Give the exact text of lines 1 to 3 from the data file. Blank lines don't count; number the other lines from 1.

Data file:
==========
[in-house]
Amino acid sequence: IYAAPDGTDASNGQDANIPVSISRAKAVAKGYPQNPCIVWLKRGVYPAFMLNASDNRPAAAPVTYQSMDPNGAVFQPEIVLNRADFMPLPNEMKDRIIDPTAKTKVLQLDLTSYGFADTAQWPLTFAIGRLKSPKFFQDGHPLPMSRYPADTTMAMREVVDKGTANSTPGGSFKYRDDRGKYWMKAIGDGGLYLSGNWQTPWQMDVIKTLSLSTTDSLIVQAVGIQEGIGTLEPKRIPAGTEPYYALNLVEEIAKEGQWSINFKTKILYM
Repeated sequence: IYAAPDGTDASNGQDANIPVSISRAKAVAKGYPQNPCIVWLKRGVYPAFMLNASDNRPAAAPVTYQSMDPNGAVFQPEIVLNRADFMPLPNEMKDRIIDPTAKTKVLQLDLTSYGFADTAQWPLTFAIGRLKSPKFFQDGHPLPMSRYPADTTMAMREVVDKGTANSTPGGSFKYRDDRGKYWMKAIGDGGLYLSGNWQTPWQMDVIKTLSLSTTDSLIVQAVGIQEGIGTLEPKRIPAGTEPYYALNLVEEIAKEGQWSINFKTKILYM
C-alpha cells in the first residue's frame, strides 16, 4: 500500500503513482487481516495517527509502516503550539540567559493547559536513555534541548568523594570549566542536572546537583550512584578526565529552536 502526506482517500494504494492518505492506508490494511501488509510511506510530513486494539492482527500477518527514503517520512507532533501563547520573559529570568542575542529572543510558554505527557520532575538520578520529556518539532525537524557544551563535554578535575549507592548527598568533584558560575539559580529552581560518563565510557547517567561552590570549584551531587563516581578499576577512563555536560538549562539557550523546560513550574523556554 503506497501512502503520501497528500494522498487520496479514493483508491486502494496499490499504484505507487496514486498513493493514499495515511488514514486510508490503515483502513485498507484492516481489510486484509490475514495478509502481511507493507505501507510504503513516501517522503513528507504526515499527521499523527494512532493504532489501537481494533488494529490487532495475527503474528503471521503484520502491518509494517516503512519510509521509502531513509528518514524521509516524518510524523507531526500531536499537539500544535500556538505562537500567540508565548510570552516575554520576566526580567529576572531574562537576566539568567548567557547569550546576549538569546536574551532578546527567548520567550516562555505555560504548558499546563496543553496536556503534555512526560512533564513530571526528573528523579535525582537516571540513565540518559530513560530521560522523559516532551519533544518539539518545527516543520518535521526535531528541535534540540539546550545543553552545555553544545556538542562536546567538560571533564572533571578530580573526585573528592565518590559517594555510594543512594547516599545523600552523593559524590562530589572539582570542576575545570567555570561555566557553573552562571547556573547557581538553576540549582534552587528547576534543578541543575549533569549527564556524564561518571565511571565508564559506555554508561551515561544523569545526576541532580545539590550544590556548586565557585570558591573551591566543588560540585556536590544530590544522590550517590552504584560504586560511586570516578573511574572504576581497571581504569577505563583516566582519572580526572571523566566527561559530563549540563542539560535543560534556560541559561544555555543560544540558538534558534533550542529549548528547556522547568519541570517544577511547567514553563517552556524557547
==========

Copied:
[in-house]
Amino acid sequence: IYAAPDGTDASNGQDANIPVSISRAKAVAKGYPQNPCIVWLKRGVYPAFMLNASDNRPAAAPVTYQSMDPNGAVFQPEIVLNRADFMPLPNEMKDRIIDPTAKTKVLQLDLTSYGFADTAQWPLTFAIGRLKSPKFFQDGHPLPMSRYPADTTMAMREVVDKGTANSTPGGSFKYRDDRGKYWMKAIGDGGLYLSGNWQTPWQMDVIKTLSLSTTDSLIVQAVGIQEGIGTLEPKRIPAGTEPYYALNLVEEIAKEGQWSINFKTKILYM
Repeated sequence: IYAAPDGTDASNGQDANIPVSISRAKAVAKGYPQNPCIVWLKRGVYPAFMLNASDNRPAAAPVTYQSMDPNGAVFQPEIVLNRADFMPLPNEMKDRIIDPTAKTKVLQLDLTSYGFADTAQWPLTFAIGRLKSPKFFQDGHPLPMSRYPADTTMAMREVVDKGTANSTPGGSFKYRDDRGKYWMKAIGDGGLYLSGNWQTPWQMDVIKTLSLSTTDSLIVQAVGIQEGIGTLEPKRIPAGTEPYYALNLVEEIAKEGQWSINFKTKILYM